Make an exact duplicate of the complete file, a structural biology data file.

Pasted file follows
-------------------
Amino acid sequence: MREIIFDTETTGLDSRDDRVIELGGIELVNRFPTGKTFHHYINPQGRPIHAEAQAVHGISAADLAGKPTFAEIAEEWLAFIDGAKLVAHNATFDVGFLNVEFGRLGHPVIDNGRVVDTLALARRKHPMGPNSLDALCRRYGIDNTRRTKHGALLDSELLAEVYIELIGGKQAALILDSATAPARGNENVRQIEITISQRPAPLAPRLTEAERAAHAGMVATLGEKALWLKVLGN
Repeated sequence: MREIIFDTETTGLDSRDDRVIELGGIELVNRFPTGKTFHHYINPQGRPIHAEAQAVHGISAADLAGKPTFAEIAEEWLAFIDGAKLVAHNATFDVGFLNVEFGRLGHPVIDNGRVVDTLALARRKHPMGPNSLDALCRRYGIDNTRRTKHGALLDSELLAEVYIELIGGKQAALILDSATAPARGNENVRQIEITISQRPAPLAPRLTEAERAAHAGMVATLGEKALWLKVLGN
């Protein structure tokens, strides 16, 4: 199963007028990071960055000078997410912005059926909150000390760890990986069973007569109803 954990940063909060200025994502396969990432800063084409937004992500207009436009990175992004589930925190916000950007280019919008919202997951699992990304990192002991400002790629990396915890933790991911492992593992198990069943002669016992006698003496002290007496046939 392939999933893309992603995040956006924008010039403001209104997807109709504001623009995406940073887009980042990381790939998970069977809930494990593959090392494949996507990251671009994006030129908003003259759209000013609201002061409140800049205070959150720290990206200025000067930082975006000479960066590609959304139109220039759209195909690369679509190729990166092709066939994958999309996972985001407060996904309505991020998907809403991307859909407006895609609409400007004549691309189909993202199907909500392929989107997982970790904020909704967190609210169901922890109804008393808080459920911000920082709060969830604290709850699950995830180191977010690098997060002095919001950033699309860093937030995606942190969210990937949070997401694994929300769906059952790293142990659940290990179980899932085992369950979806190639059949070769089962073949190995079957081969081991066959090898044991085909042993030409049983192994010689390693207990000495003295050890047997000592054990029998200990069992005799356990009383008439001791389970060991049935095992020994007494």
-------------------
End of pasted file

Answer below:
Amino acid sequence: MREIIFDTETTGLDSRDDRVIELGGIELVNRFPTGKTFHHYINPQGRPIHAEAQAVHGISAADLAGKPTFAEIAEEWLAFIDGAKLVAHNATFDVGFLNVEFGRLGHPVIDNGRVVDTLALARRKHPMGPNSLDALCRRYGIDNTRRTKHGALLDSELLAEVYIELIGGKQAALILDSATAPARGNENVRQIEITISQRPAPLAPRLTEAERAAHAGMVATLGEKALWLKVLGN
Repeated sequence: MREIIFDTETTGLDSRDDRVIELGGIELVNRFPTGKTFHHYINPQGRPIHAEAQAVHGISAADLAGKPTFAEIAEEWLAFIDGAKLVAHNATFDVGFLNVEFGRLGHPVIDNGRVVDTLALARRKHPMGPNSLDALCRRYGIDNTRRTKHGALLDSELLAEVYIELIGGKQAALILDSATAPARGNENVRQIEITISQRPAPLAPRLTEAERAAHAGMVATLGEKALWLKVLGN
């Protein structure tokens, strides 16, 4: 199963007028990071960055000078997410912005059926909150000390760890990986069973007569109803 954990940063909060200025994502396969990432800063084409937004992500207009436009990175992004589930925190916000950007280019919008919202997951699992990304990192002991400002790629990396915890933790991911492992593992198990069943002669016992006698003496002290007496046939 392939999933893309992603995040956006924008010039403001209104997807109709504001623009995406940073887009980042990381790939998970069977809930494990593959090392494949996507990251671009994006030129908003003259759209000013609201002061409140800049205070959150720290990206200025000067930082975006000479960066590609959304139109220039759209195909690369679509190729990166092709066939994958999309996972985001407060996904309505991020998907809403991307859909407006895609609409400007004549691309189909993202199907909500392929989107997982970790904020909704967190609210169901922890109804008393808080459920911000920082709060969830604290709850699950995830180191977010690098997060002095919001950033699309860093937030995606942190969210990937949070997401694994929300769906059952790293142990659940290990179980899932085992369950979806190639059949070769089962073949190995079957081969081991066959090898044991085909042993030409049983192994010689390693207990000495003295050890047997000592054990029998200990069992005799356990009383008439001791389970060991049935095992020994007494």